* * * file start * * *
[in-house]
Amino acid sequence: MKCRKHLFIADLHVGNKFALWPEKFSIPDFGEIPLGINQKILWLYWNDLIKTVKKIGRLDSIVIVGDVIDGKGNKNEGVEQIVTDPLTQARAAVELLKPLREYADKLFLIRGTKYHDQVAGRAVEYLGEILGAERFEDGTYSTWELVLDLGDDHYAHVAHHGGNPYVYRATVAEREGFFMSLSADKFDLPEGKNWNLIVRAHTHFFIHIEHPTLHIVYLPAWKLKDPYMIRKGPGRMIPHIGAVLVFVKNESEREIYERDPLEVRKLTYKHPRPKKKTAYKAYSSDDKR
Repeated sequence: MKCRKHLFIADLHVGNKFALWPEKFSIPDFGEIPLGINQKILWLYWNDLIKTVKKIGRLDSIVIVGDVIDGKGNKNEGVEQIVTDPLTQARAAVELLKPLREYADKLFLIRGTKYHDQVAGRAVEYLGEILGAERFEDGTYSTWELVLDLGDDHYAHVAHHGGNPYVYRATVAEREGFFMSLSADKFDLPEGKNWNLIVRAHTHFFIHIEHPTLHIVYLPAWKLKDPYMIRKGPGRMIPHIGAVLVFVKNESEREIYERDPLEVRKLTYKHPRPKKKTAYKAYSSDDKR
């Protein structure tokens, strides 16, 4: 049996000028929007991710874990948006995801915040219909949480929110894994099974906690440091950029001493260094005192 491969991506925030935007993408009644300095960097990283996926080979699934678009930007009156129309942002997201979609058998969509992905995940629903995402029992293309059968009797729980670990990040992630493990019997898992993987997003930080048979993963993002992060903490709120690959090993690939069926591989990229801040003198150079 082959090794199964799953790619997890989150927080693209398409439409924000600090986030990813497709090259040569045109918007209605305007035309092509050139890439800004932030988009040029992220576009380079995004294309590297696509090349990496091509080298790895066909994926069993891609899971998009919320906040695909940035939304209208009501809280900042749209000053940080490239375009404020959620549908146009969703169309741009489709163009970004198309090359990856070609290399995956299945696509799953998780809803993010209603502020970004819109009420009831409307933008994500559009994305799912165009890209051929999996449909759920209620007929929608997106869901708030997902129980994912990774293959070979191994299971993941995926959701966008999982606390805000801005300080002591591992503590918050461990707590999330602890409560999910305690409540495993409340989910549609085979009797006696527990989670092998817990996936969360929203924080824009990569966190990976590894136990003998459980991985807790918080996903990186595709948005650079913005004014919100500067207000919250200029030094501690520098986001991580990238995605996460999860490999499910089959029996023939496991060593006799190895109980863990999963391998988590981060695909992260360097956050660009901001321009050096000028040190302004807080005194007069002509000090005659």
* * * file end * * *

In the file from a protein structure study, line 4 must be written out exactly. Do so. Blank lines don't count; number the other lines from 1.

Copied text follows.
């Protein structure tokens, strides 16, 4: 049996000028929007991710874990948006995801915040219909949480929110894994099974906690440091950029001493260094005192 491969991506925030935007993408009644300095960097990283996926080979699934678009930007009156129309942002997201979609058998969509992905995940629903995402029992293309059968009797729980670990990040992630493990019997898992993987997003930080048979993963993002992060903490709120690959090993690939069926591989990229801040003198150079 082959090794199964799953790619997890989150927080693209398409439409924000600090986030990813497709090259040569045109918007209605305007035309092509050139890439800004932030988009040029992220576009380079995004294309590297696509090349990496091509080298790895066909994926069993891609899971998009919320906040695909940035939304209208009501809280900042749209000053940080490239375009404020959620549908146009969703169309741009489709163009970004198309090359990856070609290399995956299945696509799953998780809803993010209603502020970004819109009420009831409307933008994500559009994305799912165009890209051929999996449909759920209620007929929608997106869901708030997902129980994912990774293959070979191994299971993941995926959701966008999982606390805000801005300080002591591992503590918050461990707590999330602890409560999910305690409540495993409340989910549609085979009797006696527990989670092998817990996936969360929203924080824009990569966190990976590894136990003998459980991985807790918080996903990186595709948005650079913005004014919100500067207000919250200029030094501690520098986001991580990238995605996460999860490999499910089959029996023939496991060593006799190895109980863990999963391998988590981060695909992260360097956050660009901001321009050096000028040190302004807080005194007069002509000090005659």